Remco Post writes:
> the nice thing about text interface as opposed to a struct is that
> the userland can parse a "CPU_FAMILY=6" as good as 0x6, but if you
> decide to change the format of the /proc entry, with a binary
> interface, this means you MUST update the userland as well, while
> with a text interface and some trivial error processing, adding a
> field would in the worst case mean that the userland app will not
> profit from the new info, but it will NOT BREAK.
Add something to /proc/*/status between SigIgn and SigCgt.
Stuff breaks because apps that use SigCgt must simply assume
that it comes after SigIgn due to somebody changing the
way SigCgt gets spelled. (it was SigCat maybe)
I'd expect many apps to have stack overflows if you add stuff.
Sure, you could say that's bad user code, but it happens.
For a binary format, you DO NOT need to update user apps any
more than you would for text. I don't see why people think
this is so hard. Let's design a /proc/*/foo file.
#define FOO_PID 0
#define FOO_PPID 1
#define FOO_PGID 2
#define FOO_SIG_IGN 3
#define FOO_FILENAME 4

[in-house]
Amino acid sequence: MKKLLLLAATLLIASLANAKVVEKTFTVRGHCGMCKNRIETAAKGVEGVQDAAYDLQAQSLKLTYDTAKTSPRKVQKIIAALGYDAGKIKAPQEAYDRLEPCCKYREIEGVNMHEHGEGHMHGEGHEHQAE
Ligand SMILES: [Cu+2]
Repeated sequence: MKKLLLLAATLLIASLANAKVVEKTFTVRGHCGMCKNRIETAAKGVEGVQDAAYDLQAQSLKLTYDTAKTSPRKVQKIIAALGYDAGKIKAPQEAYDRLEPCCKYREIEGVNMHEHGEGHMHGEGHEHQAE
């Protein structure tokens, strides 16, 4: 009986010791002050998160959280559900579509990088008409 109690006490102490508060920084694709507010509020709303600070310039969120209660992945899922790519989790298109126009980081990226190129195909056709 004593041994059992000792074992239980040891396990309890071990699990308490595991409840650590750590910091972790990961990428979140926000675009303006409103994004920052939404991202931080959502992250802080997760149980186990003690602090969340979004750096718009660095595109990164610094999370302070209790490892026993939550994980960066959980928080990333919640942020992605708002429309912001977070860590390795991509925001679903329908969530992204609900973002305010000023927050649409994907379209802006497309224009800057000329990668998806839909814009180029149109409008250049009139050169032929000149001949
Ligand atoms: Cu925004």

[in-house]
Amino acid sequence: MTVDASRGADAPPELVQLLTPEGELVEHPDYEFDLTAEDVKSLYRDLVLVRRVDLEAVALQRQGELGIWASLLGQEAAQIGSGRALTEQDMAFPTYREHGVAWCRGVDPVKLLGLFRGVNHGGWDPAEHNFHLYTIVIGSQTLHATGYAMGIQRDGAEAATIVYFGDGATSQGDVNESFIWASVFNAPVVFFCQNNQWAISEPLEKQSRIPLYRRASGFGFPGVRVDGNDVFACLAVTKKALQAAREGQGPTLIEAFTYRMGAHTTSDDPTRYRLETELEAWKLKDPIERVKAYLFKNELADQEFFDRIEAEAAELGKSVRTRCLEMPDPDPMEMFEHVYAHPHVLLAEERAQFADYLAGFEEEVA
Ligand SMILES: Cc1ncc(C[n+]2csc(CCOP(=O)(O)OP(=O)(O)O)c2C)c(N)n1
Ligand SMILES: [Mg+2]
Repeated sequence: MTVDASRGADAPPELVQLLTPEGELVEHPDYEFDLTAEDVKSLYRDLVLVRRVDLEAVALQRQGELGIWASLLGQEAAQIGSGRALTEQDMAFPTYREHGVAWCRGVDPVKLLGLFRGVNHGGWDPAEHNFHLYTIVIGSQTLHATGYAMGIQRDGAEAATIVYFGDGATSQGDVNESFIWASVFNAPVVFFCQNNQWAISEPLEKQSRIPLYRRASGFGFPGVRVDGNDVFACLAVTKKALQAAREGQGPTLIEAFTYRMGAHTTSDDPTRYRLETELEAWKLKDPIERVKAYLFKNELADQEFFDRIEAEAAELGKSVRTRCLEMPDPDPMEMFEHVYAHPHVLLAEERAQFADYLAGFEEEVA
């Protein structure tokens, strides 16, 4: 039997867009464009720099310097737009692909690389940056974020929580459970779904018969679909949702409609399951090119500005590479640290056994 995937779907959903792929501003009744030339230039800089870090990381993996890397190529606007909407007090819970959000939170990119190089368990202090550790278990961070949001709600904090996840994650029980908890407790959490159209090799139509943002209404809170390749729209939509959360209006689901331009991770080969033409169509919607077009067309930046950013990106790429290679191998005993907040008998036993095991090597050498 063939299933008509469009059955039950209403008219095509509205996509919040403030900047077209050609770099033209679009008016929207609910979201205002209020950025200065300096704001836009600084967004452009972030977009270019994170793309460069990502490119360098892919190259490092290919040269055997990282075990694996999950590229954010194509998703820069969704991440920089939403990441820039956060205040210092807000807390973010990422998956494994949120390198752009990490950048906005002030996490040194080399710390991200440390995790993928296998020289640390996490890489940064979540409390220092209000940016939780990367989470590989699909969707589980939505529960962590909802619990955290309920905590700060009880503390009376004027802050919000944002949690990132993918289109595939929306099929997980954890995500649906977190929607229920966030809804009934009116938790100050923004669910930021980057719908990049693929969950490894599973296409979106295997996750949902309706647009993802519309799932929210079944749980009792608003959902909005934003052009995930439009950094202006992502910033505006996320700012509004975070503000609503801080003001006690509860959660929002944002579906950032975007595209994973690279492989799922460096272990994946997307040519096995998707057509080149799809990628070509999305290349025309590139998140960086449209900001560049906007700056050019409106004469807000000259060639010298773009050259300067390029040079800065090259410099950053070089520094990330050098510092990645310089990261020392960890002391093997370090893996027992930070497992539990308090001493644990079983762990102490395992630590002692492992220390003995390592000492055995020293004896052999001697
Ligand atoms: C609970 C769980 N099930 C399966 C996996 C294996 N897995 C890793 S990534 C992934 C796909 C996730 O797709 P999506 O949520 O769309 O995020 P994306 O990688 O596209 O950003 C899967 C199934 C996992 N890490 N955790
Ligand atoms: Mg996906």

#define FOO_STATE 5
#define FOO_VM_LOCKED 6
Now you want to expand things. Fine. If anything goes from 16 bits
to 32 bits, well, we already have padding for it. Suppose Linus
finally sees the light about signals, adding an extra 64. In that
case, we just add FOO_SIG_IGN_HIGH for the top bits and increase
the array size by one. Old apps don't read that and don't care.
The same goes for FOO_FILENAME, with old apps getting truncation
at 8 bytes and new apps getting truncation at 16 bytes. Now maybe
we decide that FOO_STATE is obsolete -- we all have hyperthreaded
processors that handle thousands of threads and nothing ever blocks.
No problem, just have the kernel supply a dummy value to keep the
old apps happy.
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This archive was generated by hypermail 2b29 : Wed Nov 07 2001 - 21:00:37 EST